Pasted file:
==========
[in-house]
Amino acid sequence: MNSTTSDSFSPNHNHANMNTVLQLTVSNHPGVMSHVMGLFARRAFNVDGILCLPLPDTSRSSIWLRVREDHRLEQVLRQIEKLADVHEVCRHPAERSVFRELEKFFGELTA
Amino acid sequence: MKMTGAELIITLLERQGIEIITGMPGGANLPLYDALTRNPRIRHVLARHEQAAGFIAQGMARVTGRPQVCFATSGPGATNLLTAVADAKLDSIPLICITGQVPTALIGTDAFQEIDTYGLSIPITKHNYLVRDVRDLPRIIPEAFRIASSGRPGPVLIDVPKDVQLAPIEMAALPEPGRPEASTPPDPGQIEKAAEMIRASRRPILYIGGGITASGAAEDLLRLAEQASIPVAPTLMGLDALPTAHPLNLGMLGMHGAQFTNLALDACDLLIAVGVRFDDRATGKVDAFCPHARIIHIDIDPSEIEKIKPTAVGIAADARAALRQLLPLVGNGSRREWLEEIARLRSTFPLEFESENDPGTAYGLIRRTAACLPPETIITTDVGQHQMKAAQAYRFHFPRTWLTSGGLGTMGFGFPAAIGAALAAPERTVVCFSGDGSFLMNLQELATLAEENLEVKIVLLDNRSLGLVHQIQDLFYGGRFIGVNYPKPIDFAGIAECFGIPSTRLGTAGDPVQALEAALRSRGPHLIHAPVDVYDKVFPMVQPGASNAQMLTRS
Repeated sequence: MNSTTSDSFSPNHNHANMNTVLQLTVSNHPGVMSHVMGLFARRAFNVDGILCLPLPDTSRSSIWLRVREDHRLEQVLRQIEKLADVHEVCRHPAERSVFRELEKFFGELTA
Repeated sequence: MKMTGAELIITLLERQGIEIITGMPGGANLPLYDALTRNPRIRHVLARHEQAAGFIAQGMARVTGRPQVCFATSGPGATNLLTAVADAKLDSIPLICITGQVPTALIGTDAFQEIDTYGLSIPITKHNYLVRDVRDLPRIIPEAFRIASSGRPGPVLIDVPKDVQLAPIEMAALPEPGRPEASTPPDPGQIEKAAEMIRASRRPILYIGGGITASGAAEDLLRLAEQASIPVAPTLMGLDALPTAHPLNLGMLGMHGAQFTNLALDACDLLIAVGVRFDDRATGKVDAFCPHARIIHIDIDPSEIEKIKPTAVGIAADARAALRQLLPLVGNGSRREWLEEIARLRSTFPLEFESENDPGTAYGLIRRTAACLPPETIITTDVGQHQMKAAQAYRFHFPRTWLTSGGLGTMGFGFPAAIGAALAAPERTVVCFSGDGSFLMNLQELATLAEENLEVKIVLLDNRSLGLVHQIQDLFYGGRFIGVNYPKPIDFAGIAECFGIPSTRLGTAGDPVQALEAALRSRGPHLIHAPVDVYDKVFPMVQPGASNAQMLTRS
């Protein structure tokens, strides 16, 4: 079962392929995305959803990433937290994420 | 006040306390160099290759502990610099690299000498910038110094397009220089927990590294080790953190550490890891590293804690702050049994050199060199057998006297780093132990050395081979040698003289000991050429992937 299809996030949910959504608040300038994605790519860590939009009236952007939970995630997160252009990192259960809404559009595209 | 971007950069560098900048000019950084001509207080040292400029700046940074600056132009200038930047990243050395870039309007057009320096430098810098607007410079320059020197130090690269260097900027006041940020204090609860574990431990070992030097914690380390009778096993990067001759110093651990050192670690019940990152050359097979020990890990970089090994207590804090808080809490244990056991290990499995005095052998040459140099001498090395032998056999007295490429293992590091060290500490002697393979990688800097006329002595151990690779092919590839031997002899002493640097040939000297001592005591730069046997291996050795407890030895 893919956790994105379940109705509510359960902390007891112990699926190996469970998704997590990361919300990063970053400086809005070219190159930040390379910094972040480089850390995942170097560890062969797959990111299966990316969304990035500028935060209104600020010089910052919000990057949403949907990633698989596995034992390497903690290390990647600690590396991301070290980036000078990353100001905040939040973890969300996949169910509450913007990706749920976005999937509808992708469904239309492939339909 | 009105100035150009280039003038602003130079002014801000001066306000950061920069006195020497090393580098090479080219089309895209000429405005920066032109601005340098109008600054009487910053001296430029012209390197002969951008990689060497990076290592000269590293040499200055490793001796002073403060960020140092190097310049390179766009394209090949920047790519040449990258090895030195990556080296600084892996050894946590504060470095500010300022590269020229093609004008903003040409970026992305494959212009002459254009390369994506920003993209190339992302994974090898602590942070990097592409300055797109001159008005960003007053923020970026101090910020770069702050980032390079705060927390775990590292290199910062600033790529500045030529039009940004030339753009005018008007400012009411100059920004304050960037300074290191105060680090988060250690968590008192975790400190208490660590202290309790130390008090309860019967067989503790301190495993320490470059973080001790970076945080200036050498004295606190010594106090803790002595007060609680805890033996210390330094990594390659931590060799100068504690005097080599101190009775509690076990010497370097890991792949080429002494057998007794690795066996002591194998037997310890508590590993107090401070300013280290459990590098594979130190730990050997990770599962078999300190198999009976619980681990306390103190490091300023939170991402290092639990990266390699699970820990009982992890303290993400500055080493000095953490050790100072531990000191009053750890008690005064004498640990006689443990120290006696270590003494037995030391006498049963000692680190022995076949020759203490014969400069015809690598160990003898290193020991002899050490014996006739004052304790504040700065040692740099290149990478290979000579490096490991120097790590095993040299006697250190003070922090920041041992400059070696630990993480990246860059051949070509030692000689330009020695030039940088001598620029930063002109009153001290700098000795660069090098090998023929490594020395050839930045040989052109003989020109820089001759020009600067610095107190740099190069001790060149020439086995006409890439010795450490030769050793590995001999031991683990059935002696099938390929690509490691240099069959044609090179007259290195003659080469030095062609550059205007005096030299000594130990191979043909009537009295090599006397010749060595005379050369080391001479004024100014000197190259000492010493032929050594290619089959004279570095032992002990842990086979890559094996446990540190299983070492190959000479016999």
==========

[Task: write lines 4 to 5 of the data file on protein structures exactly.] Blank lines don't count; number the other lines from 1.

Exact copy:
Repeated sequence: MNSTTSDSFSPNHNHANMNTVLQLTVSNHPGVMSHVMGLFARRAFNVDGILCLPLPDTSRSSIWLRVREDHRLEQVLRQIEKLADVHEVCRHPAERSVFRELEKFFGELTA
Repeated sequence: MKMTGAELIITLLERQGIEIITGMPGGANLPLYDALTRNPRIRHVLARHEQAAGFIAQGMARVTGRPQVCFATSGPGATNLLTAVADAKLDSIPLICITGQVPTALIGTDAFQEIDTYGLSIPITKHNYLVRDVRDLPRIIPEAFRIASSGRPGPVLIDVPKDVQLAPIEMAALPEPGRPEASTPPDPGQIEKAAEMIRASRRPILYIGGGITASGAAEDLLRLAEQASIPVAPTLMGLDALPTAHPLNLGMLGMHGAQFTNLALDACDLLIAVGVRFDDRATGKVDAFCPHARIIHIDIDPSEIEKIKPTAVGIAADARAALRQLLPLVGNGSRREWLEEIARLRSTFPLEFESENDPGTAYGLIRRTAACLPPETIITTDVGQHQMKAAQAYRFHFPRTWLTSGGLGTMGFGFPAAIGAALAAPERTVVCFSGDGSFLMNLQELATLAEENLEVKIVLLDNRSLGLVHQIQDLFYGGRFIGVNYPKPIDFAGIAECFGIPSTRLGTAGDPVQALEAALRSRGPHLIHAPVDVYDKVFPMVQPGASNAQMLTRS